PARIS (AP) — Three Kurdish women, including one of the founders of a militant group battling Turkish troops since 1984, were “executed” at a Kurdish center in Paris, the interior minister said Thursday. The news prompted angry crowds of Kurds to flood into the area.
It was not immediately clear who killed the women, who belonged to the Kurdistan Workers Party, or PKK, a group that Turkey and its Western allies, including the United States and the European Union, consider a terrorist organization.
The slayings came as Turkey was holding peace talks with the group to try to persuade it to disarm. A Turkish lawmaker claimed the women were slain in a dispute between PKK factions, while some Kurdish protesters and a Kurdish lawmaker in Turkey claimed the Turkish government was involved.
French Interior Minister Manuel Valls, who visited the pro-Kurdish center in Paris where the bodies were found, said the deaths were “without doubt an execution.” He called it a “totally intolerable act.”
Emotions mounted as hundreds of Kurds filled the street in Paris outside the Kurdistan Information Center. Police erected barricades to try to contain the crowd. Some people waved Kurdish flags while others chanted angrily against the Turkish government.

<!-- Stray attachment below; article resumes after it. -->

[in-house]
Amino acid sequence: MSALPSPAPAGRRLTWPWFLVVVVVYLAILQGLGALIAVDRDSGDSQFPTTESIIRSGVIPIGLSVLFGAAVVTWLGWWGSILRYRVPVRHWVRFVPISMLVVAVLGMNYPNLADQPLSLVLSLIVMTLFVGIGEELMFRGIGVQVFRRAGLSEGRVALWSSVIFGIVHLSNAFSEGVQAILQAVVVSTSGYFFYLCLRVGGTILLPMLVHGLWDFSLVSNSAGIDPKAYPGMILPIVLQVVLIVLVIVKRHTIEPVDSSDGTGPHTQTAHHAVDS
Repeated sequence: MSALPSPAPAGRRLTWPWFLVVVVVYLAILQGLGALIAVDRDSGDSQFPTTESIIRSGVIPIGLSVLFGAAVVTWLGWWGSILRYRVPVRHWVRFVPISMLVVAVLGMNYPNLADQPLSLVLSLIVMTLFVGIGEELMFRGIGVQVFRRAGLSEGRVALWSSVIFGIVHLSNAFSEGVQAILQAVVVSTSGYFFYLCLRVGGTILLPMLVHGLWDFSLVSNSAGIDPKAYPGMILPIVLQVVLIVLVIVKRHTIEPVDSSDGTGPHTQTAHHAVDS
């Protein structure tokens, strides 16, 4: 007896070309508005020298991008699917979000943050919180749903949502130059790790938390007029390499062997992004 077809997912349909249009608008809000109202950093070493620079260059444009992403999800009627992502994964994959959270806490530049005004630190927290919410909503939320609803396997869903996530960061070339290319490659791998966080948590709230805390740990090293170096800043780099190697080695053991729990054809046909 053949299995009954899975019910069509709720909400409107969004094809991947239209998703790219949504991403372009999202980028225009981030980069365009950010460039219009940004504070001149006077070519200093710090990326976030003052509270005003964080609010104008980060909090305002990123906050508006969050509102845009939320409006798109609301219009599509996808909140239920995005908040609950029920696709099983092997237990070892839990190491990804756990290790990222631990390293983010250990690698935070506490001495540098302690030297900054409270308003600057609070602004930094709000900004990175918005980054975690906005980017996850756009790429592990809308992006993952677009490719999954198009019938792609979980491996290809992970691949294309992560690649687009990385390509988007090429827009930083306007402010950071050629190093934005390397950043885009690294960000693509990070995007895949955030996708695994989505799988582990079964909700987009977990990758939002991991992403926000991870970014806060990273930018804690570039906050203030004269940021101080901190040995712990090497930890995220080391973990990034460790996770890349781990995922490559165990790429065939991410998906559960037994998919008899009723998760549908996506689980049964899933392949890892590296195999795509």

An online site for Kurdish youth called on all Kurds and “friends of Kurds to come to Paris.” The site, jeunessekurde.fr, showed three photos of the slain women. It identified the other two as Fidan Dogan, who reportedly was chief of the information center, and Leyla Soylemez.
Kurds make up more than 20 percent of Turkey’s 75 million people.
Friends went there after midnight and saw traces of blood on the door, which they then broke down, discovering the bodies, he said.
Police and firemen reached the bodies about 1:30 a.m. local time Thursday (7:30 p.m. EST Wednesday), a police official told The Associated Press. He spoke on condition of anonymity because he was not authorized to give his name, in keeping with policy.
In Turkey, Selahattin Demirtas, the leader of a Kurdish political party in Turkey’s parliament, called on the French government to shed light on the killings “without delay” and in a way that “leaves no room” for doubt.
“We want it to be known that that these assassinations, which were carried in the busiest area of Paris, cannot be covered up,” Mr. Demirtas said.View Entire Story
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